Today I have a guest post with Mary E. Pearson.
“Once there were three. Three friends who loved each other . . . "It seemed appropriate to me to wrap up the blog tour for The Fox Inheritance with a post about friendship. Friendship is at the heart of the story and I would like to share a couple of brief passages that speak to this:
“It was always Kara, Jenna, and me. Or at least it seemed that way. We were friends for only a year and a half before the accident, but for me it was a lifetime. We were instantly bonded. Maybe it was because it came at a turning point in our lives–just the right window where our worlds were all aligned, all needing something, maybe the same thing, maybe one other. We lifted one another up. Strengthened one another. We held hands. We crossed a line. We made one another braver.”
I think the friends who walk into adulthood with us have some of the most far-reaching effects on who we will become. Maybe that’s why high school reunions are so popular. These are the friends who made decisions with us that helped shape the course of our lives, the friends who were there with us when we suffered the consequences of some of our decisions, the friends who often went their separate ways, but still left a mark on us nonetheless.
In The Fox Inheritance, which takes place 260 years after the first book, Jenna has now gone on and made many new friends over the years, decades, and centuries, but reflects back on her friendship with Kara and Locke when she was just a teen:
“There are all kinds of friends you make in life . . . But there’s something different about someone who spreads their wings with you. That’s what we did, didn’t we?”
Yes, there is something different about these friends, no matter how brief a time we had with them. They were there at a pivotal time in our life and in their own lives, a time when all of our world views were separating from that of our parents. We laid the foundations of our adulthood together.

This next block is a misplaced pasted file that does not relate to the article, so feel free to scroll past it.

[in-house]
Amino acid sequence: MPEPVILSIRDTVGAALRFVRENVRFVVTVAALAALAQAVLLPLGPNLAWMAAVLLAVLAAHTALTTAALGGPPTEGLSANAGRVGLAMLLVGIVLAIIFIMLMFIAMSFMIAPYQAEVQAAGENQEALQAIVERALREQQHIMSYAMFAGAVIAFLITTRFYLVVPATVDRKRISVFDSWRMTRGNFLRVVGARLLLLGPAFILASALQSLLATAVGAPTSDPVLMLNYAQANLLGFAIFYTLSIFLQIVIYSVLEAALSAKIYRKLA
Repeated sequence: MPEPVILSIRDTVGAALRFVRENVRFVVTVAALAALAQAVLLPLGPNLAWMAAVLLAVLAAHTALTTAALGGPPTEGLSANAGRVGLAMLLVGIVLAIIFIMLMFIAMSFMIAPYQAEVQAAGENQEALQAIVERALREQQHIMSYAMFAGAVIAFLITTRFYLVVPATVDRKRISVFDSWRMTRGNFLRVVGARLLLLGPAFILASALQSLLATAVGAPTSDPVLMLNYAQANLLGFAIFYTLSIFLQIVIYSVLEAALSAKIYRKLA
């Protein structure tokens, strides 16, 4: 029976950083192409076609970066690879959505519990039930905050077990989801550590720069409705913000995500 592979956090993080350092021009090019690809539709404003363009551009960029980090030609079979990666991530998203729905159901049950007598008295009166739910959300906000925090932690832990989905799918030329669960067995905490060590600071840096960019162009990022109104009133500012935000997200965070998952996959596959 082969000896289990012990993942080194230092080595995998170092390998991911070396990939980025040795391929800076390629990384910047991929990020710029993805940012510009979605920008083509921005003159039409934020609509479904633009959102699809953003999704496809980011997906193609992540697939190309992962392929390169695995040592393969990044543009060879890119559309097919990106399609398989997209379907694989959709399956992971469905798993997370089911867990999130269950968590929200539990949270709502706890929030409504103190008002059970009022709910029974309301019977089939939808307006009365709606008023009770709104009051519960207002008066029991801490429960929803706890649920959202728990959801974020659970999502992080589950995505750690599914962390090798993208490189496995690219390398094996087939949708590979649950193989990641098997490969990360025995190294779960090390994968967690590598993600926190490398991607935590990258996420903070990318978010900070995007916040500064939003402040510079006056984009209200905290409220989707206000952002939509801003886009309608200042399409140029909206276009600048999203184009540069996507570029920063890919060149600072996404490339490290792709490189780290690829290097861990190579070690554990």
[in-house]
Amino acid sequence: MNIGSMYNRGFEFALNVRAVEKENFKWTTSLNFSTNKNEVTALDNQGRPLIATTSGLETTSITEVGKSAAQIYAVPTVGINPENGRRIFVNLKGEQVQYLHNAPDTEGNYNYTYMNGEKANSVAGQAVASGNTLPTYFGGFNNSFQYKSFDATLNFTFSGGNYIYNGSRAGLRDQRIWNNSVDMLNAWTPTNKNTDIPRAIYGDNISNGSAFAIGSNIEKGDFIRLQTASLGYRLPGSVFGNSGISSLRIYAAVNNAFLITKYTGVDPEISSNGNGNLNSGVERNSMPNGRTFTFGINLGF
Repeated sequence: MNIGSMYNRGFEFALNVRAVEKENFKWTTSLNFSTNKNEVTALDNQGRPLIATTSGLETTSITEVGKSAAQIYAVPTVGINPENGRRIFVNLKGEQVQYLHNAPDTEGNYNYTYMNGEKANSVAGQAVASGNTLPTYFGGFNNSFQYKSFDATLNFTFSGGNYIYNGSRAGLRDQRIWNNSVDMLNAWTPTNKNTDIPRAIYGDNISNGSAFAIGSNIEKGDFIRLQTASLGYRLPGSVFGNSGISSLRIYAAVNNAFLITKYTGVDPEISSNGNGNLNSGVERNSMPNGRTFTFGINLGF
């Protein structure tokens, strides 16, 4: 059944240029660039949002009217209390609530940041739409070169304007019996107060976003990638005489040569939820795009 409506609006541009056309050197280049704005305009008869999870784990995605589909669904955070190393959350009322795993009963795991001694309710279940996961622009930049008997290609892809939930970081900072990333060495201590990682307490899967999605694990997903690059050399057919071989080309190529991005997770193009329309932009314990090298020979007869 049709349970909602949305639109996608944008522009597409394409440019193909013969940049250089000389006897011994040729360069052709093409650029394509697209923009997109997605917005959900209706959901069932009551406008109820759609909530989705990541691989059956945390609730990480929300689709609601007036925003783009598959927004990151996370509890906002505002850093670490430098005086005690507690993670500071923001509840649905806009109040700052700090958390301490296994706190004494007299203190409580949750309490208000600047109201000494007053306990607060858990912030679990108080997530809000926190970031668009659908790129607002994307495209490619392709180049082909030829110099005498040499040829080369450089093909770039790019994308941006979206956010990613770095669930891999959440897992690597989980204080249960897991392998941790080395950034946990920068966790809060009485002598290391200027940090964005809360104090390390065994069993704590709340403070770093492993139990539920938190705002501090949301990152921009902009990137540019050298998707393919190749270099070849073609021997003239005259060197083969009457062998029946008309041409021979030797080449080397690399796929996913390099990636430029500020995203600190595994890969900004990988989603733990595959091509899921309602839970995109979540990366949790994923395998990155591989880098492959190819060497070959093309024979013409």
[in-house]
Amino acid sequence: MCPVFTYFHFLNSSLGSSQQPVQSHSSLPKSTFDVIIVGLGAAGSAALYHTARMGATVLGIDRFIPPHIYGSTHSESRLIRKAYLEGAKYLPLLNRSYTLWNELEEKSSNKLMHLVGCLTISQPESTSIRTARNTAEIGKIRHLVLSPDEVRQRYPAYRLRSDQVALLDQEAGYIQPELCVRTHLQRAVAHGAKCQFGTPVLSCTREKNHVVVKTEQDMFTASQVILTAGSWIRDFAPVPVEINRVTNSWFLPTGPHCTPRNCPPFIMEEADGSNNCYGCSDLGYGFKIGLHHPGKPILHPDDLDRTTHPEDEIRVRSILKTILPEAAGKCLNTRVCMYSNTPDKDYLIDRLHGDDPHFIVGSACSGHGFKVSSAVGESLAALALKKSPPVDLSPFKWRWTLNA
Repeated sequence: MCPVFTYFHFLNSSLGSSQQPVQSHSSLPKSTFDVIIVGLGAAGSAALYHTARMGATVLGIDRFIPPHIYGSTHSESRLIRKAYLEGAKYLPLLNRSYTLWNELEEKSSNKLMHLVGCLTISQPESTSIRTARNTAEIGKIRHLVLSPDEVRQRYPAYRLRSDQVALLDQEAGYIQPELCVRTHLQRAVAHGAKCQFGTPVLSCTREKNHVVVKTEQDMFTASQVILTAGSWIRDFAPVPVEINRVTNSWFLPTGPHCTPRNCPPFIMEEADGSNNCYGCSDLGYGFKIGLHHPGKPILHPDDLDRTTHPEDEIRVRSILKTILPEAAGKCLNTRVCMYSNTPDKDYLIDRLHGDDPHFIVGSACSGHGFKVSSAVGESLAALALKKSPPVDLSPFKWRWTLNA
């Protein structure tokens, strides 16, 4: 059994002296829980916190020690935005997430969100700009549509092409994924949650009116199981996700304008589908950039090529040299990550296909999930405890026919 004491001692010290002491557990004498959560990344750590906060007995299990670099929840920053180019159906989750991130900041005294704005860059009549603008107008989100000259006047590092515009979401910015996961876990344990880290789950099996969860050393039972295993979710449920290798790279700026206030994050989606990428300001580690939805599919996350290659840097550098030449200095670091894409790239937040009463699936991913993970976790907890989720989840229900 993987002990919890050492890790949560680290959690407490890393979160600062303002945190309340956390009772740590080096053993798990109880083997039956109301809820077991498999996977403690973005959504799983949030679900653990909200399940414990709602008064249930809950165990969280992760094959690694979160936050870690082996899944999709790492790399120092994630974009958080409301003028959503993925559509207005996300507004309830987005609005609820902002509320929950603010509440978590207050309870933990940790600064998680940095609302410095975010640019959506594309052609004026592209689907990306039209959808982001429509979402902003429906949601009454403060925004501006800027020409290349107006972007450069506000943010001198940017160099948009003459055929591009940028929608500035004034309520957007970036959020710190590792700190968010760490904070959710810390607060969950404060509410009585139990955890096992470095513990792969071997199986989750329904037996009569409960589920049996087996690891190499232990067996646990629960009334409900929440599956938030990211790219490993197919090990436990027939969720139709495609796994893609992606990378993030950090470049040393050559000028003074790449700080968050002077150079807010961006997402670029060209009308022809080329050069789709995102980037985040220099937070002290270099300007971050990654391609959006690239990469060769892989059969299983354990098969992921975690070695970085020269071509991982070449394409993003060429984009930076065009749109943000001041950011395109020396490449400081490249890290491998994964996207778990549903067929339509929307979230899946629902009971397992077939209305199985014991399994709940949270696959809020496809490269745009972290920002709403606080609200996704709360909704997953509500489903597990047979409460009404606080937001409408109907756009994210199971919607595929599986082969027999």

Some of my friends from my teen years I have stayed in contact with, even if only occasionally. Facebook helps a lot with that. But other friends I have lost track of. We went our separate ways, moved, lost contact, but I still think of them often. These friends helped me adjust to “womanhood,” read my bad poetry, made great life plans with me that never happened but still warm me with the memory (like planning to go to Cape St. Francis to surf the perfect wave.) These friends commiserated with me over parental injustices, filled in my “educational” gaps (things you would never ask your parents), cried with me over heartbreaks, and laughed hysterically with me over close calls of one kind or another. These friends left their mark. They changed me as I was stepping into adulthood. Mostly for the better.
“We lifted one another up. Strengthened one another. We held hands. We crossed a line. We made one another braver.”
Yes. All those things. These might be Locke’s words, but their mine too.
That’s why I dedicated The Fox Inheritance to them, and to the many, many friends who have come into my life since then and changed me in small and large ways. To all of you, I say thank you.
I hope that you enjoyed this post as much as I did. Have any of your friends ever helped you out? Tell me about it in the comments for a chance to win a a personalized copy of The Fox Inheritance.